Studies have examined the emissions of secondhand clothing and compared them with emissions from newly produced garments.
The studies, which do not include the customer’s own journey to and from the store, use and waste management, reveals that a pair of newly manufactured jeans caused the same emissions as 197 pairs of secondhand jeans.
A newly produced t-shirt emits 2 kg of CO2, while a second-hand t-shirt emits 0.01 kg. The corresponding figure for jeans is 9.2 kg vs 0.05 kg, for dress 15.2 kg vs 0.05 kg and for a jacket 17.2 vs 0.04 kg.
The report highlights several studies that consider that the single most important parameter to take to reduce the climate impact from consumption is to reduce the consumption of freshly made textiles.
Conclusions from the report:
- Second-hand clothing is 194-394 times less climate-damaging than newly produced clothing, depending on the type of garment.
- The difference between recycling and recycling needs to be clear to everyone, such as legislation that clearly prioritizes recycling before recycling.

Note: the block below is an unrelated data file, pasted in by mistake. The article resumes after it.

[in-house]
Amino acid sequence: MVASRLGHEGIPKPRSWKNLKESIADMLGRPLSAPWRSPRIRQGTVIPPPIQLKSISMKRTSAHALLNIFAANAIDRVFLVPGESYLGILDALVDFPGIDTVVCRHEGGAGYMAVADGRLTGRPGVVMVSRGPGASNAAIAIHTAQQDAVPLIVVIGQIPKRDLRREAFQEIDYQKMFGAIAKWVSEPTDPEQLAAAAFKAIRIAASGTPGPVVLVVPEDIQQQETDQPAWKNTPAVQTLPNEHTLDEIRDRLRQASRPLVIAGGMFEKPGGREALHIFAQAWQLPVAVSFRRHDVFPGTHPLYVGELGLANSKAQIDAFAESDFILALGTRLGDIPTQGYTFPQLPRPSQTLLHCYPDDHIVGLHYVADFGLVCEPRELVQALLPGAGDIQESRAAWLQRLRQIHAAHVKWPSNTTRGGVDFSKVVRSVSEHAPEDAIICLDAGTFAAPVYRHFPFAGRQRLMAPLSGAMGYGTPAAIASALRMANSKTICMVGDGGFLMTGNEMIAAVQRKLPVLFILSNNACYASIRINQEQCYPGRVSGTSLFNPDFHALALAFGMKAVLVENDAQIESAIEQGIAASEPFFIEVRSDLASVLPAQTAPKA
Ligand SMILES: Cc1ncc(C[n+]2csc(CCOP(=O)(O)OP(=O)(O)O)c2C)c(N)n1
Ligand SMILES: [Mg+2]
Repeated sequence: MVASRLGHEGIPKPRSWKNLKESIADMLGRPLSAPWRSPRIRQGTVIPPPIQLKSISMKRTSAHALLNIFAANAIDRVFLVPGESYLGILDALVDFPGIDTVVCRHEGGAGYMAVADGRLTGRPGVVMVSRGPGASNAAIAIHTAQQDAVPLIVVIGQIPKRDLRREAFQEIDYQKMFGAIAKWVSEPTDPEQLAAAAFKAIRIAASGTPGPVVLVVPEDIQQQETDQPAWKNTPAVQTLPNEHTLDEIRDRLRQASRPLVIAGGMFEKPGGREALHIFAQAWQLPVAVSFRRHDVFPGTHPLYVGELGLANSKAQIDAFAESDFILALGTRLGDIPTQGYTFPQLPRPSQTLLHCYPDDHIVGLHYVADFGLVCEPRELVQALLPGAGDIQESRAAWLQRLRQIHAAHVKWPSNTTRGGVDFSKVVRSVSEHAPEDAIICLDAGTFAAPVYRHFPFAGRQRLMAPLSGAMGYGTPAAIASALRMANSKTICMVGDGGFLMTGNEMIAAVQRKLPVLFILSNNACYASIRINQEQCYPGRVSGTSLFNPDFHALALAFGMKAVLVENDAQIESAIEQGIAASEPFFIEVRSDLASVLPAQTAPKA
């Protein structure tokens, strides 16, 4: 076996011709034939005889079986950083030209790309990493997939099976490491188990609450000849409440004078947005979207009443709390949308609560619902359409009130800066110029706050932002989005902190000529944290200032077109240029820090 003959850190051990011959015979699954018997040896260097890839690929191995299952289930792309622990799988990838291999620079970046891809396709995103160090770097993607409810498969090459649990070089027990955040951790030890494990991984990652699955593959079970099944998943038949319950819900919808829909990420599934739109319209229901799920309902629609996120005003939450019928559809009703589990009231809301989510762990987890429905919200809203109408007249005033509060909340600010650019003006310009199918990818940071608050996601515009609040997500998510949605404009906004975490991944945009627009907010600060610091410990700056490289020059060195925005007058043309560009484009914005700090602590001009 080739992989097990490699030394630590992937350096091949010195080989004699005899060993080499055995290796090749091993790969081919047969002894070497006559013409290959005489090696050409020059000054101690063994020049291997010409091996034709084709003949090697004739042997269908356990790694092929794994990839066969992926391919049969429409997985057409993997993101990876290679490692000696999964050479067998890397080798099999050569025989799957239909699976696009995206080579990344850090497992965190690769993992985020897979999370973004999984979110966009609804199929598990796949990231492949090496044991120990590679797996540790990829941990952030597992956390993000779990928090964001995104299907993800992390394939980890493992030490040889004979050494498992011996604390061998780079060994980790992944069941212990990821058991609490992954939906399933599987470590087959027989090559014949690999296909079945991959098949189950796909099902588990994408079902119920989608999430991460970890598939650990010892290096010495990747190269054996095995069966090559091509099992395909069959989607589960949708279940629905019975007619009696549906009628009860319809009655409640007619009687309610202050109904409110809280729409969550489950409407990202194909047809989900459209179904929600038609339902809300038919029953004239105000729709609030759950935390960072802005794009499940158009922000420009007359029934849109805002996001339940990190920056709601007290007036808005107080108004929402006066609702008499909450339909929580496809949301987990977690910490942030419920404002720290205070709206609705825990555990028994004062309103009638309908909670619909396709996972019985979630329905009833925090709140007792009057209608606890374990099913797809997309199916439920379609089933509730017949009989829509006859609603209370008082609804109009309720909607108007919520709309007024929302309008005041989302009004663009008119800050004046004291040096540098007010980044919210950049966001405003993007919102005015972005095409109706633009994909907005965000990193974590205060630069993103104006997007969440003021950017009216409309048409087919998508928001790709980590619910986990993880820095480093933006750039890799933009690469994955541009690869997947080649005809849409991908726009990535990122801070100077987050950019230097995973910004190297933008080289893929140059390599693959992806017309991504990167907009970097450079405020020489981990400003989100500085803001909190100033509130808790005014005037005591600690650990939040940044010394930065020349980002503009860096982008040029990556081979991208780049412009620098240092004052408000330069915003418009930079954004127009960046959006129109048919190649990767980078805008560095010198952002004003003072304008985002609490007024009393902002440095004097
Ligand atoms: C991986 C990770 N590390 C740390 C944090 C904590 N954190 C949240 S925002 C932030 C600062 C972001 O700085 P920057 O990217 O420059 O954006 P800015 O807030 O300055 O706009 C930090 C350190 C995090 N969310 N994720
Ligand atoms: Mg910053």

- The collection and sorting of textiles needs to be bigger and better in order to meet the sustainability goals.
- How the producer responsibility that many parliamentary parties talk about can be implemented in practice will have a huge impact on the opportunities to increase re-use in society or to develop the sorting processes that must form the basis for future recycling technology of textile fibers.
- If second hand was the norm today, people’s trips to and from the store would be the biggest climate cure.